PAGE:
This can be rough country even today, but in the 1850s, it was a savage country. A 1936 history of Coleman County quotes the son of an old settler named Dick Fiveash who said his uncle Bill Williams was known as "Mukewater Bill" and owned a bridle made from the skin of a Comanche he had killed. At least half a dozen early settlers, some of them known and some of their identities lost to history, were killed by Comanches or Apaches around Mukewater Creek.
Fiveash also recounted how smallpox hit the little community hard in the 1870s, and how he lost his father and mother to the disease:
"Dr. Edwards at Brownwood was the only doctor we knew. He came and looked in at the door and when he saw how terrible bad it was, he turned and went back home without doing anything at all for us."
These were not people who longed for the good old days.
The town was founded by famed cowman John Chisum, who set up a store on Mukewater Creek to serve cowboys riding the trail from South Texas to northern markets in the 1860s. This was part of the famed Western Trail, which became the main road for Texas cattle heading north. Chisum's store was the frontier equivalent of a convenience store.
Bill Franks, who might have been called Bill Pranks, or worse if some of the stories we hear about him are true, was the proprietor. We hear that he originally called the store Trick 'Em and Skin 'Em; folks called it Trick 'Em for short. Franks tricked 'em out of their money, it was said, and maybe he skinned them in a manner of speaking -- but not in the way that Fiveash's uncle skinned that Comanche back in the day.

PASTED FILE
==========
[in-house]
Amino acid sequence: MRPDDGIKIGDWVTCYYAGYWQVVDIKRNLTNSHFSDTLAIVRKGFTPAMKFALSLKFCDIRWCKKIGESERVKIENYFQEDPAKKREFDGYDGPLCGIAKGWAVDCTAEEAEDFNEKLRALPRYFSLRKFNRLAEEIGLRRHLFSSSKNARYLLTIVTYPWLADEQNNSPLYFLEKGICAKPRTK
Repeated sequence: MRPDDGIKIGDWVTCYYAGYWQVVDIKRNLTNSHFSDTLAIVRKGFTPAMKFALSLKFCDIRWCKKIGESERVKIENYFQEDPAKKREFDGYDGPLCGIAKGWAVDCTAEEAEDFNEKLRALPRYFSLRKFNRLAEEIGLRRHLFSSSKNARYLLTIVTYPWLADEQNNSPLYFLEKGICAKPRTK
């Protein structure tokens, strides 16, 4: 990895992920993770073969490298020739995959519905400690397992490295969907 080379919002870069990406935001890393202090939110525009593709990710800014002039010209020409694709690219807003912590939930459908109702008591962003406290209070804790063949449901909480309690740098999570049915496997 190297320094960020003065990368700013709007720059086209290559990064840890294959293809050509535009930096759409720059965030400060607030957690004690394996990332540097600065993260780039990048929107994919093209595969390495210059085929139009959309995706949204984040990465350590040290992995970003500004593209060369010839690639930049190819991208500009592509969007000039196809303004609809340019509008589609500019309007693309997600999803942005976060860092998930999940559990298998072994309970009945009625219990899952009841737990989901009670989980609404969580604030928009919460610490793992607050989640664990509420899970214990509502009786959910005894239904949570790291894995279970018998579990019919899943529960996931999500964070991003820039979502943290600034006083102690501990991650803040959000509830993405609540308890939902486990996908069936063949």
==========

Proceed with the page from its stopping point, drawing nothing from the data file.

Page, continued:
One of the ways Franks supposedly tricked 'em was to sell the cowboys watered down whiskey. By the time they figured out that the whiskey was about two-thirds Mukewater Creek water and a third rotgut whiskey, they were halfway up the trail and there was no time to turn around for the purpose of settling matters with Franks, who could be called Texas's first convenience store clerk.
There's a possibility the story isn't true and might have been made up or embellished by Franks himself, but it's one of those stories that's too good to verify.
Evidence that Franks ran a clean operation, at least for locals, can be surmised by the fact that enough people settled near the store to create a little community. Franks applied to the government for a post office with the name of Trick 'Em but when humorless postal officials rejected it, he changed it to Trickham.
Chisum never lived at Trickham. His ranch's headquarters were on Home Creek a few miles away. He sold the store in 1874, to L.L. Shield, who added on to Chisum's original store and turned it into a true community store for a growing population.
By 1884, the town had 75 people, a hotel, two cotton gins, two churches, a blacksmith and a school. Trickham flourished as a thriving agricultural community in the early 20th century as most of the farmers grew substantial amounts of cotton. More than 60 students attended the two-story schoolhouse at one time, but the good times didn't last for long.
Railroads bypassed the town and the town faded away. The store didn't last, but the stories have. One of them was told to me by Bob Anderson, profiled elsewhere in this issue as a grower and marketer of fine Texas-grown garlic.
With apologies for giving away the punch line, it's noted that the 1936 history of Coleman County shows a family named Cheatham living in Trickham in the early days. A visitor rode by one day and asked a local man outside the store the name of the town.
"Trick 'Em," the man said.
"And what is your name?"
"Giddyap!" the visitor said, and off he rode. It could have happened just that way.